In tandem, Kevin McCarthy (left) and Hakeem Jefferies (right) take the torch from Nancy Pelosi, who was both Speaker and Leader. Photo credit: CNN and Reuters/Elizabeth Frantz
At the beginning January, Kevin McCarthy of California and Hakeem Jefferies of New York were sworn in as new Speaker of the House of Representatives in the United States Congress and Democratic Party Leader, respectively.
These two men, in effect, replace Nancy Pelosi, who was both Speaker and Leader. We know very little about McCarthy and less about Jeffries, except that over their tenure they will fight for public opinion, be the face of each political party in Congress, and walk a high wire as only 4-5 vote switches can shift the approval or rejection of a piece of legislation. This rises to a greater level when one considers that most of the legislation will require passage in a narrowly controlled Democratic Senate and the signature of a Democratic President.
Who are these two men, and why were they elevated to these important roles at this time? What are the issues over which they will likely tangle? What are the larger implications politically for this session of Congress and beyond?
Kevin McCarthy, in his run for the speakership, dealt with about 20 fellow Republican members who either wanted concessions from him or wanted him to step aside. Unfortunately for the GOP, their victory in November provided a minimal cushion of seats. Five defectors and the majority of 222-213 disappeared. Why did these Republicans reject Mr. McCarthy despite having an 84 per cent rating from the American Conservative Union which tracks votes in Congress using a liberal/conservative test? Most of his rating drops because of spending bills. The staunch conservatives on the Republican right oppose any spending they believe to be unnecessary and seek a return to balanced budgets.
McCarthy, as a party leader since 2019, knows that while budgetary restraint is needed, the inevitable government shutdowns, which Democrats gladly manufacture, hurt the party by withholding social security checks, defense allocations, or basic government service funding. As a result, he worked to avoid this conundrum. The purists, like most of those who held up the vote in the House, claim they are operating based on principle and the country cannot continue to build up debt. One can see why finding common ground amongst these disparate interests took so long. Representative Dan Bishop of North Carolina wanted the central power of the speakership to be curbed and massive spending bills to be broken up. Lauren Boebert of Colorado fought for a single member to be able to bring a motion to remove the Speaker (a logistical nightmare if you are in leadership).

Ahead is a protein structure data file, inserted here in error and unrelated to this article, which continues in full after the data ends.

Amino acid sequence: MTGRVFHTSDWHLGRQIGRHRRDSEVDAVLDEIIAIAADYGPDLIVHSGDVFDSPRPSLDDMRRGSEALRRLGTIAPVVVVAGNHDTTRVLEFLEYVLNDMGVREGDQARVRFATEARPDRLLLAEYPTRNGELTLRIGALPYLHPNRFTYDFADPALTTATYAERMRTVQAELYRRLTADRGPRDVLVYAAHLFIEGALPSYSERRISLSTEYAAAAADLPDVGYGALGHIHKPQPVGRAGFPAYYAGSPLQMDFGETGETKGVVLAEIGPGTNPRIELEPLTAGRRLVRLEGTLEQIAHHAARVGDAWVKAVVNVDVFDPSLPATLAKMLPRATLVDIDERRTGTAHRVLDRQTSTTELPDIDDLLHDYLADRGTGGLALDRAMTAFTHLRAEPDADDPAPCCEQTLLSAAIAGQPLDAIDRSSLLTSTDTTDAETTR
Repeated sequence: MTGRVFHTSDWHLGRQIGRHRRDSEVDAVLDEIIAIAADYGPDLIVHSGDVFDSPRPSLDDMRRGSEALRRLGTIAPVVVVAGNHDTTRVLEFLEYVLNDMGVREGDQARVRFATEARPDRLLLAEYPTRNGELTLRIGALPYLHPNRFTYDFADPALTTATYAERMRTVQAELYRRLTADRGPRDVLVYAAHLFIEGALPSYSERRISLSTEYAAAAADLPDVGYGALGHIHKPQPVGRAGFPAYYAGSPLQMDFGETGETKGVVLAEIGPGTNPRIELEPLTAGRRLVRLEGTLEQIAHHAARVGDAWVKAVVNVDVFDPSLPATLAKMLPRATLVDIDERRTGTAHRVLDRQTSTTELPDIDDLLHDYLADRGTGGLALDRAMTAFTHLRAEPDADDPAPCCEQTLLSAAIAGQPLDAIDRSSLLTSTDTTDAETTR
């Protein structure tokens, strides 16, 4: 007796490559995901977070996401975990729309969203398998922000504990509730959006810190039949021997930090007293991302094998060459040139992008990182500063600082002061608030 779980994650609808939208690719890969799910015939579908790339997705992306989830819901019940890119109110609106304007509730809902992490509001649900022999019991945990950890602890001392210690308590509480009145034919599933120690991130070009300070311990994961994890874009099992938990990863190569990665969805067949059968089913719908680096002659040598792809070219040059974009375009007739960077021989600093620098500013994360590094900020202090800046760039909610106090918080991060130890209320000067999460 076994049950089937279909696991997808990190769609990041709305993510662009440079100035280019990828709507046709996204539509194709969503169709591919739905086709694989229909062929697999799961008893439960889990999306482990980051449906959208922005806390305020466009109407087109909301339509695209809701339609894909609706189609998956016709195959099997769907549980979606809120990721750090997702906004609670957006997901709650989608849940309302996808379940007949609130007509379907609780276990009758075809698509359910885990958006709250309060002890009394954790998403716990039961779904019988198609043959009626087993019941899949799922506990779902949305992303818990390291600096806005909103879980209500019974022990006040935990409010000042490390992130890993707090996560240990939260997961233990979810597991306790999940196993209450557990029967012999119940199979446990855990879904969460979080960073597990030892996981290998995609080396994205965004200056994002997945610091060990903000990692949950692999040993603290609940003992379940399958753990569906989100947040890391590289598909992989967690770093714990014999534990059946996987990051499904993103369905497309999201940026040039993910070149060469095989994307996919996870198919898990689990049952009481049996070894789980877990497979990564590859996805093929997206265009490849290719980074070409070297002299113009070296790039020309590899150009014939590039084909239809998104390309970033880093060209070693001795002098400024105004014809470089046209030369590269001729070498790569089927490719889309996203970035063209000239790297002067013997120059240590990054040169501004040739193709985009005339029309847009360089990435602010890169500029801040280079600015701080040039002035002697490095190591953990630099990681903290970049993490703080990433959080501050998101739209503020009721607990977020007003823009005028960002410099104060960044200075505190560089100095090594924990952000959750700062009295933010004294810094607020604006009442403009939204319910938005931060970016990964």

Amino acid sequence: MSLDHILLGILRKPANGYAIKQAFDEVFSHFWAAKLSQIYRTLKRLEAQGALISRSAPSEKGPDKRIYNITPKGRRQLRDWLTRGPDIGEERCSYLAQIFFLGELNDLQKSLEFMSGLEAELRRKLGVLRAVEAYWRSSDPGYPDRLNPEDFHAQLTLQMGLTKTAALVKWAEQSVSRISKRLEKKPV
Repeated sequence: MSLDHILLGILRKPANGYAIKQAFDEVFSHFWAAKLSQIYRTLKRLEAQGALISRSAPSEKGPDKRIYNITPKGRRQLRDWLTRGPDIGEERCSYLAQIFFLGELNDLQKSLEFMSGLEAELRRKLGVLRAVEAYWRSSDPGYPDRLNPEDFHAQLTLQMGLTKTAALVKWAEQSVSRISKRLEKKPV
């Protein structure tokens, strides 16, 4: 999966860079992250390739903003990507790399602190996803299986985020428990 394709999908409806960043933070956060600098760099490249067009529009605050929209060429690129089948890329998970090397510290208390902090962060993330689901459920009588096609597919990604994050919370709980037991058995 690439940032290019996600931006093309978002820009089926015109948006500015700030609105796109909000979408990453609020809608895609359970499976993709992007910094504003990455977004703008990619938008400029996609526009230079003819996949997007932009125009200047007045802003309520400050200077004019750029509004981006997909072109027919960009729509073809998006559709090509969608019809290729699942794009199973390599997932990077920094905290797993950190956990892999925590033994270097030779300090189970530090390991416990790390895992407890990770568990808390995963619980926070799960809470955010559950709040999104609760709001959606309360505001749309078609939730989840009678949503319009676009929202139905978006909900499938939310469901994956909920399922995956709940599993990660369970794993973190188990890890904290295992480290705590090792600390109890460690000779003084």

Michael Cloud of Texas desired to get the country on a “path toward fiscal responsibility” and noted that he’d “worked for months in high hopes and good faith that our conference would chart a course away from the status quo.” Andrew Clyde of Georgia in a December letter outlined fiscal issues and large spending bills as a major problem. Others opposed to McCarthy included Scott Perry of Pennsylvania, Paul Gosar of Arizona, Andy Ogles of Tennessee, Chip Roy of Texas, Josh Brecheen of Oklahoma, and Eli Crane of Arizona.
McCarthy stepped into the lights in 2021 when he first condemned the protests at the Capitol that coincided with the electoral vote on January 6th, then tried to cozy up to President Trump. Since then, both those on the right of the party and Democrats have eyed him suspiciously, believing him a squish, someone who can be easily swayed.
With the deal comes a number of expectations. The consequences for the Speaker may include reduced powers, accountability to his caucus, and surrender of the agenda to those more interested in holding hearings about the Biden administration than writing legislation (which would involve bipartisanship, something McCarthy’s hold-outs see as close to treason). As some close to the situation theorized, McCarthy eventually played Machiavelli and reasoned he had to accept these demands at the time to solidify his Speakership, but he cannot, in fact, submit to them practically. What will the insurgents do? They can opt for a Democratic speaker, but more likely they will have learned a hard lesson about realpolitik in the 21st century.
As for Jeffries, he represents the 8th Congressional District, surrounding Brooklyn. He has served in the House since being elected in 2012 and rose through the ranks quickly to become the first black leader of a major party in Congress. Besides succeeding Nancy Pelosi, Jeffries is a full-throated progressive and a serial election denier, a fact the mainstream media refuses, for the most part, to report. As Dan McLaughlin, who has done admirable research on Democratic election-denying, reports in National Review: